Eric Siegel

Introduction to Computer Science

Basic Glossary

hardware 	What a computer is physically made of.

memory 		Storage space for information.

RAM             Random Access Memory.  The primary storage.  The place
                that holds the memory and data that you are currently

registers       Memory locations in the CPU/ALU (see below) which hold
                information for immediate use by the computer.

disk            A place where memory is stored, in the form of files.
                Also called secondary storage.  Think of it as the
                warehouse where you are storing data that you are not
                currently using.

I/O devices     Input/Output devices give the computer contact with the
                outside world.  Example I/O devices are terminals and

multiuser       A multiuser computer allows many people to use it

I/O devices 	Input/Output devices give the computer contact with the
		outside world.  Example I/O devices are terminals and

program 	Instructions that tell a computer what to do.

CPU 		central processing unit.  The computer's "brain", which
		control's everything it does.  Following the instructions
		of a computer program, the CPU coordinates the use of
		memory and I/O devices.

ALU             Arithmetic Logic Unit.  The part of the computer that
                performs arithmetic and logical calculations.

bus             The part of the computer that lets its various
                components communicate with each other.

language	A programming language determines the grammatical rules for
		how to convey instructions to the computer.  This class
		will use the language C.  Other languages are:  Pascal, Java,
		BASIC, Fortran, LISP, Assembly.  Programs written in these
		different languages can look vastly different, but the
		basic concepts involved in programming are the same no
		matter what language you are using.  

software	Information controlling a computer's actions (i.e. computer
		programs).  Supplements the hardware to completely define a
		computer system.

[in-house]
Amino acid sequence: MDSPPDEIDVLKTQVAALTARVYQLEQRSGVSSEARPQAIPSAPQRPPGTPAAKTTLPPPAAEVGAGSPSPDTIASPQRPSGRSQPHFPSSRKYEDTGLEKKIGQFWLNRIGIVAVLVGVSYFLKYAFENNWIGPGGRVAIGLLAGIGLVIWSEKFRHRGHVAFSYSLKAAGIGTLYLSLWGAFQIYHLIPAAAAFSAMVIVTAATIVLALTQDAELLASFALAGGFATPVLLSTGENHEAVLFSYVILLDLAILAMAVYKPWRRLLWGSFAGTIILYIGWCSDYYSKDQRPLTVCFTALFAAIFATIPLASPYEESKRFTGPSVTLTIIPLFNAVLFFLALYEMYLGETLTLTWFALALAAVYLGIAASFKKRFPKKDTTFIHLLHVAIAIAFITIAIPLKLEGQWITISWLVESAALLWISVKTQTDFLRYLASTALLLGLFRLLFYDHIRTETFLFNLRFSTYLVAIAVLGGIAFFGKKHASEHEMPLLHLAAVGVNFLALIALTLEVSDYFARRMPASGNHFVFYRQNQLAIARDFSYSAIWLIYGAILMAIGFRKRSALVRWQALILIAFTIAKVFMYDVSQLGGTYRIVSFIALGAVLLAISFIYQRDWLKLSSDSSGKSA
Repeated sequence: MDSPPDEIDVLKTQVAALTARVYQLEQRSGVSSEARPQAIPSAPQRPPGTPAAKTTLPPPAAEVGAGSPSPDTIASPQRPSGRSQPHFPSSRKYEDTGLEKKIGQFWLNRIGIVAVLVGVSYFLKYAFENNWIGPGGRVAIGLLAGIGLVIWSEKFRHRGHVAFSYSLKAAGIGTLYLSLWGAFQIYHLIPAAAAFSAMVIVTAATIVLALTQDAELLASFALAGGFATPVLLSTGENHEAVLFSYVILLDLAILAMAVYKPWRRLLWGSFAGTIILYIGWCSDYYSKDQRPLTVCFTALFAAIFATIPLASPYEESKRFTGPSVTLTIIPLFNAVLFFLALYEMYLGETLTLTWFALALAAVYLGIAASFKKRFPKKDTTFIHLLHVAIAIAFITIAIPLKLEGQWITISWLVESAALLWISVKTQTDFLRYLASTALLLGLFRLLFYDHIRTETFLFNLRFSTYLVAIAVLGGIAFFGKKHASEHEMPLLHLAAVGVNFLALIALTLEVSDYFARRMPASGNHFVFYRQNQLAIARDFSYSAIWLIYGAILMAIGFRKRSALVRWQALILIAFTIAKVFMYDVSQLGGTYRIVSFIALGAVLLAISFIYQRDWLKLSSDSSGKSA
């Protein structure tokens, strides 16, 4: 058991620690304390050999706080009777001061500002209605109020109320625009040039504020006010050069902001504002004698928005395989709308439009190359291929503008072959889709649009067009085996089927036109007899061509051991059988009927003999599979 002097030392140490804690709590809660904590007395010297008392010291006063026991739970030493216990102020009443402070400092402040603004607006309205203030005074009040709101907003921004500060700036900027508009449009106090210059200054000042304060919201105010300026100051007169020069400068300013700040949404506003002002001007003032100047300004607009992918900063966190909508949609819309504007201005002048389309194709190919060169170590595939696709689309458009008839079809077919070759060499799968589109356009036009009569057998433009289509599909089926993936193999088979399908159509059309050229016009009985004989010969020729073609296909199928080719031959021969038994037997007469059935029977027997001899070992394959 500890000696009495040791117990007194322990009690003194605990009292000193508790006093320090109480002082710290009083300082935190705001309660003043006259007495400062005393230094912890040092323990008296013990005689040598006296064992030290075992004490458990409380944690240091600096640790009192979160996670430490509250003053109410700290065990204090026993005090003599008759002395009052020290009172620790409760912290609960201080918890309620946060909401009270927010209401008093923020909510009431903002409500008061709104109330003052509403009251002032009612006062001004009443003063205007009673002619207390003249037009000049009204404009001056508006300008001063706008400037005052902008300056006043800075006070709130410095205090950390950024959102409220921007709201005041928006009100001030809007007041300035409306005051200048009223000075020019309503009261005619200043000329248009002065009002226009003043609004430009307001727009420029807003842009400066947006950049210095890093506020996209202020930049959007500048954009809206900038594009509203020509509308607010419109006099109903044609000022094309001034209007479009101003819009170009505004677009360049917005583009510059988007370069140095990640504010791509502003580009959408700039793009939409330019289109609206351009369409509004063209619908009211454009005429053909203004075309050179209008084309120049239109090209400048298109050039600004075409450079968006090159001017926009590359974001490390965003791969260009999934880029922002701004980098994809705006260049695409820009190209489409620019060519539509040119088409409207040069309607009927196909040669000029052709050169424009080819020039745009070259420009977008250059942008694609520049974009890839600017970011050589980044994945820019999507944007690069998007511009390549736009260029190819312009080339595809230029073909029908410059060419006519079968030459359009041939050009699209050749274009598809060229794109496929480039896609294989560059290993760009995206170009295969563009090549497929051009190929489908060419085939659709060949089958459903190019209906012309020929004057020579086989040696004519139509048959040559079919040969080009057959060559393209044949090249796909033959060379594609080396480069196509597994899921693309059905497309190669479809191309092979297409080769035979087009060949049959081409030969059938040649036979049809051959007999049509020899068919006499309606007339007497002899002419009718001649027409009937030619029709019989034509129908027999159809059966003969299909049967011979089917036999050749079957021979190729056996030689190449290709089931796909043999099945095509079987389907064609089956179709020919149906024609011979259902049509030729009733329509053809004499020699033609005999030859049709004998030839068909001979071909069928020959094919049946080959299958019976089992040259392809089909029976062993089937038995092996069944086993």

OS		Operating System.  The underlying software that maintains
		the computer's use of I/O devices, memory, and programs.

Unix		The type of Operating System on AcIS computers.  It allows
		you to look at the files on disk, and to run programs you
		write.  It is a multiuser OS.

Utilities	Computer programs that allow you to do fundamental
		operations on the computer like edit the source code of a
		computer program, or change your user password.  These
		programs are often crafted to work especially with the OS.

Applications 	Computer programs for end-users like word processors,
		spreadsheets, Lotus 123.

code		computer programs, i.e., computer instructions

source code	The way a computer program looks when you type it in.  You
                as a human programmer are the "source" of the code.

editor		Very similar to a word processor, this utility allows you
		to type in computer programs.  It also allows you to change
		(aka "edit") pre-existing computer programs.

Emacs		The name of an editor many students in this class will
		use.  It is invoked from Unix by typing "emacs filename".

Pico		An easier-to-use editor

file		A unit of information on a disk.  When you type source code
		into an editor, you will save it as a file, for example.

filename	The name given to a file.  When you type in source code for
		a program in the language C, give it a name that ends with
		".c", e.g. "temperature.c"

execute         (verb) To follow the instructions in a computer program.
		After you have written a computer program, you'll want
		to try it out by having the computer EXECUTE it.  (aka "run")

compiler	This utility translates source code into executable machine
		code.  This is necessary to be able to execute your program.

executable	The file which the computer can execute.  It contains
		"machine code", which the computer can execute directly.

interpreter	A utility that runs source code directly, without the need
		for compiling.  This is not applicable to C, but it
		does apply to other languages, e.g. LISP and Java.

end-user	A person using a computer who is not doing technical things
		with it, i.e. not a programmer.  You are no longer an

low-level programming language   Technical and difficult, but fast, e.g.,
                machine language.

high-level programming language  Intuitive and more user-friendly, e.g.,
                Java, C and Pascal.

Java applet     A program written in Java that is made to run on the
                web.  For example, the Stinky programming language is
		actually a Java applet.

Java application  A program written in Java that is not made to run
                on the web.  For example, our program

email: evs at cs dot columbia dot edu